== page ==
According to reports, the state of potentially human-habitable environments in the universe just got a bit more interesting: NASA scientists have reportedly discovered a cluster of Earth-size planets that could potentially sustain water and life. Seven such planets have reportedly been discovered, floating some 40 lightyears away from Earth, and orbiting their own sun-like star.
According to NASA, this is a record-setting find, as never before have so many potentially habitable planets been discovered all at once. Three of the seven planets exist in a so-called "habitable zone," based on their distance from the star which they orbit ― just like in our solar system, being too close or too far from the source of all the light and heat makes sustaining life far less likely.
In a press release, Thomas Zurbuchen of NASA's Science Mission Directorate described the discovery in altogether exciting terms, characterizing it as a "remarkable step" towards discovering new habitable planets throughout the universe.
This discovery could be a significant piece in the puzzle of finding habitable environments, places that are conducive to life. Answering the question ‘are we alone’ is a top science priority and finding so many planets like these for the first time in the habitable zone is a remarkable step forward toward that goal.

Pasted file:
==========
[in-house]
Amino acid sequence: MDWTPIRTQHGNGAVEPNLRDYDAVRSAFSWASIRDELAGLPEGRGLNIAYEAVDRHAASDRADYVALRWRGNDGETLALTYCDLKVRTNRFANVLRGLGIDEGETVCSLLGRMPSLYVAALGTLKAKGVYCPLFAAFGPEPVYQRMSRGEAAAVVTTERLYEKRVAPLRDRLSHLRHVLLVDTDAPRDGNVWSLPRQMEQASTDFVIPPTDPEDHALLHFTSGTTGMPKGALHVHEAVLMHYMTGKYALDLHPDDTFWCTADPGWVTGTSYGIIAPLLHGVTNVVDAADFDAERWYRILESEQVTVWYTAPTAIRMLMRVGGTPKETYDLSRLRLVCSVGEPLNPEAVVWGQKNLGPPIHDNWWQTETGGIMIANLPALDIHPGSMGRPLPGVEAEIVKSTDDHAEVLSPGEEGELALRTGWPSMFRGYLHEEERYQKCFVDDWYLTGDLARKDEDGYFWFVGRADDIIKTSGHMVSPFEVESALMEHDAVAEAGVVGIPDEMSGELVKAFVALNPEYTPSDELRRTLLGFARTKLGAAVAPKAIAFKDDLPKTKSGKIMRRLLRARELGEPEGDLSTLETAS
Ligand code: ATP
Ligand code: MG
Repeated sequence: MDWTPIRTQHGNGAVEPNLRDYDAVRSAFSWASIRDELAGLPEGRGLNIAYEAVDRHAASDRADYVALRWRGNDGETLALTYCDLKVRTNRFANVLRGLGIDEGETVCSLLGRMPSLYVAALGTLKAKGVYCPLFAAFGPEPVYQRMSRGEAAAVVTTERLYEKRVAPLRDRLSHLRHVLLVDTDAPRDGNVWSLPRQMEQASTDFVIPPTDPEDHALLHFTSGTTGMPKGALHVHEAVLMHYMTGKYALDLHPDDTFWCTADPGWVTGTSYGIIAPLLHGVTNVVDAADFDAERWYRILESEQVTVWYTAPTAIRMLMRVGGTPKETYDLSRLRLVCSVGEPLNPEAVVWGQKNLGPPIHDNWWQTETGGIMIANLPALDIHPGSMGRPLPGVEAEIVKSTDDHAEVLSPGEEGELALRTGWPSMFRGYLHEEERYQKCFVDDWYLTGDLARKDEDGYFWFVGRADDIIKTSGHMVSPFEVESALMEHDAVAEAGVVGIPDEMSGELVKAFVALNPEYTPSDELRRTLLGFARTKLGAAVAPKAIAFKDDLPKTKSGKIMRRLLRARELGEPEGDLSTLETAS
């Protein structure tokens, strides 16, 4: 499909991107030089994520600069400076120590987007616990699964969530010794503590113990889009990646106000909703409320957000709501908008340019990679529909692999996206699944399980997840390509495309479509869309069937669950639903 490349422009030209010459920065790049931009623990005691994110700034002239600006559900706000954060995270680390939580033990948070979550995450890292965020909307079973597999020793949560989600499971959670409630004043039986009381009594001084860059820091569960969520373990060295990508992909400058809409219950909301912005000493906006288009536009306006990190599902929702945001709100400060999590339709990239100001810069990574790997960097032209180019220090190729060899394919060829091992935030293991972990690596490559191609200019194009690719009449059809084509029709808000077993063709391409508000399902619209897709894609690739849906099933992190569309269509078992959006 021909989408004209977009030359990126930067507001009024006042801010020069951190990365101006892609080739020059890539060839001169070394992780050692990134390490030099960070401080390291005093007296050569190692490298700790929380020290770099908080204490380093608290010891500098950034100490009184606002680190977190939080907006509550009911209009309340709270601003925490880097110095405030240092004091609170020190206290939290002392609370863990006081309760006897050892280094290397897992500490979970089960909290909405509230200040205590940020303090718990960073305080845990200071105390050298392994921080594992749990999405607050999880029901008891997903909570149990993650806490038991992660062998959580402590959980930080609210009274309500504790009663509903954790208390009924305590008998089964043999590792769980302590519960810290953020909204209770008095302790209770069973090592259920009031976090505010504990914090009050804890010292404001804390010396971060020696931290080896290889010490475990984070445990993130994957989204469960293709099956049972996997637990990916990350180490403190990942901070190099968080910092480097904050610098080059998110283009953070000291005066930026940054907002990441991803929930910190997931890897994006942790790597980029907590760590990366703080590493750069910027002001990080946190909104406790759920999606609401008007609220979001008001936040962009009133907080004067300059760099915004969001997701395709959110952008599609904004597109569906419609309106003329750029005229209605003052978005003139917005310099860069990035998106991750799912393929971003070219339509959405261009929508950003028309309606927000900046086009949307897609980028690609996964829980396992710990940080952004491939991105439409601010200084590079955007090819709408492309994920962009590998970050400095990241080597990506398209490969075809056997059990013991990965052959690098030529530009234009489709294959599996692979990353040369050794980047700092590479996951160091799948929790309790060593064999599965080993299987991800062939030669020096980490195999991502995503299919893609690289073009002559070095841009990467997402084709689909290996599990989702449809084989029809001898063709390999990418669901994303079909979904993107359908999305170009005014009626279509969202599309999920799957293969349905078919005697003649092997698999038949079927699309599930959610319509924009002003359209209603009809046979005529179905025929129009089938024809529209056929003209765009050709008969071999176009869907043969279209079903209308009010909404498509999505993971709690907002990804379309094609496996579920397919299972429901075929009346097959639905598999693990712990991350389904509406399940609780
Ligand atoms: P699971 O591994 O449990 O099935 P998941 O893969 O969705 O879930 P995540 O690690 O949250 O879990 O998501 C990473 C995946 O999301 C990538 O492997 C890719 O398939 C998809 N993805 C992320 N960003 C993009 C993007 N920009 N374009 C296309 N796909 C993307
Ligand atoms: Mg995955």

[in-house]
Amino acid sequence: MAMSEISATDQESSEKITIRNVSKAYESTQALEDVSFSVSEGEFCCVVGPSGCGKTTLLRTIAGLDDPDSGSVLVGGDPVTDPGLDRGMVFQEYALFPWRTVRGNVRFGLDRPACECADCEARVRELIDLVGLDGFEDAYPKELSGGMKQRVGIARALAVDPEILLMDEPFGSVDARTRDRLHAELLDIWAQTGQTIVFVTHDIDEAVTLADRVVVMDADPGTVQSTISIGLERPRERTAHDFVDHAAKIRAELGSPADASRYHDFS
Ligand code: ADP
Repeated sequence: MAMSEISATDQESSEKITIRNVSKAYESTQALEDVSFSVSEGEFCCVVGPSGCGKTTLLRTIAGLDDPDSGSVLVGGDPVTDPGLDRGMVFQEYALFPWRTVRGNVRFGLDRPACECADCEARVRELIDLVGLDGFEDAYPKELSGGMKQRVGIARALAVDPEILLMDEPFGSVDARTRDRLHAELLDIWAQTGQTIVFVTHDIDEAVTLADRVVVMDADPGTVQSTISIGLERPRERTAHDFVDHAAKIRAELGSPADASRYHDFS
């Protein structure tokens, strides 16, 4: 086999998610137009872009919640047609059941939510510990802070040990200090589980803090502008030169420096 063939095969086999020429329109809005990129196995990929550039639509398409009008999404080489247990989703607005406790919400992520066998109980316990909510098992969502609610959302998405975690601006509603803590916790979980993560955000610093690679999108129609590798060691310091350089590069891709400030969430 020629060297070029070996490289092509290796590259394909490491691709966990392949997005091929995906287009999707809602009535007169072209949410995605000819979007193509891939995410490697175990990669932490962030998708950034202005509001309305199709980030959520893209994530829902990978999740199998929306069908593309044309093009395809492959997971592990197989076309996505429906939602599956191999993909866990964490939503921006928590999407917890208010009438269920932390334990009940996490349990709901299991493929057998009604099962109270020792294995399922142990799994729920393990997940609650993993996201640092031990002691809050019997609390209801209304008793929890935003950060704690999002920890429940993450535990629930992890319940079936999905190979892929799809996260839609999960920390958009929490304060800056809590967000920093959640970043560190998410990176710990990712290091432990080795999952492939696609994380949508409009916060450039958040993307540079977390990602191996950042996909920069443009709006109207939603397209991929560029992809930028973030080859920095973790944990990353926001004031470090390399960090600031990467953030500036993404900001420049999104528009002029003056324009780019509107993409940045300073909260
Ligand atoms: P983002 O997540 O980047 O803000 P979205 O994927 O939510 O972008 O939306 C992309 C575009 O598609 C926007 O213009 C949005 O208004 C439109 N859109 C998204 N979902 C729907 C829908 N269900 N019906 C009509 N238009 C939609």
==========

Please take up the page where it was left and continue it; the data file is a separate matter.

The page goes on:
As shown in the video above, the planets possess rocky terrain, which is a good sign for the purposes of facilitating life as we know it. Solid ground and the potential for oceans is a huge part of the equation ― human beings, at the very least, can't survive on gaseous planets, nor those like Mercury, which scientists believe may once have been dominated by an ocean of red-hot magma.
Nikole Lewis, a scientist for the James Webb Telescope Project described the discovery in a NASA-produced video:
For me, it's mind-blowing. The first time I saw what the system had in it, I was just like, "You got to be kidding me!" Then I looked at the data myself. I'm like, "Yup, there they all are." It's just, I would have never predicted this. It's beyond, you know, anything I could've ever dreamt of.
As NPR notes, the planets in this faraway solar system actually orbit their star at a closer range than Earth does the sun, similar to the distance Mercury orbits at. The star itself reportedly burns cooler than the sun by about half, however, so the closer distance doesn't mean the planets are necessarily too hot to support life.
In short, if you're the kind of person who loves to lose yourself in visions of faraway planets and the majesty, uncertainty, and potential of space, this is exactly the sort of news that could feed some daydreams. And if you're the sort of person who's deeply engrossed in the sciences, all the more so! As far as the hunt for sustainable life in the universe, it doesn't get much cooler or more consequential than this.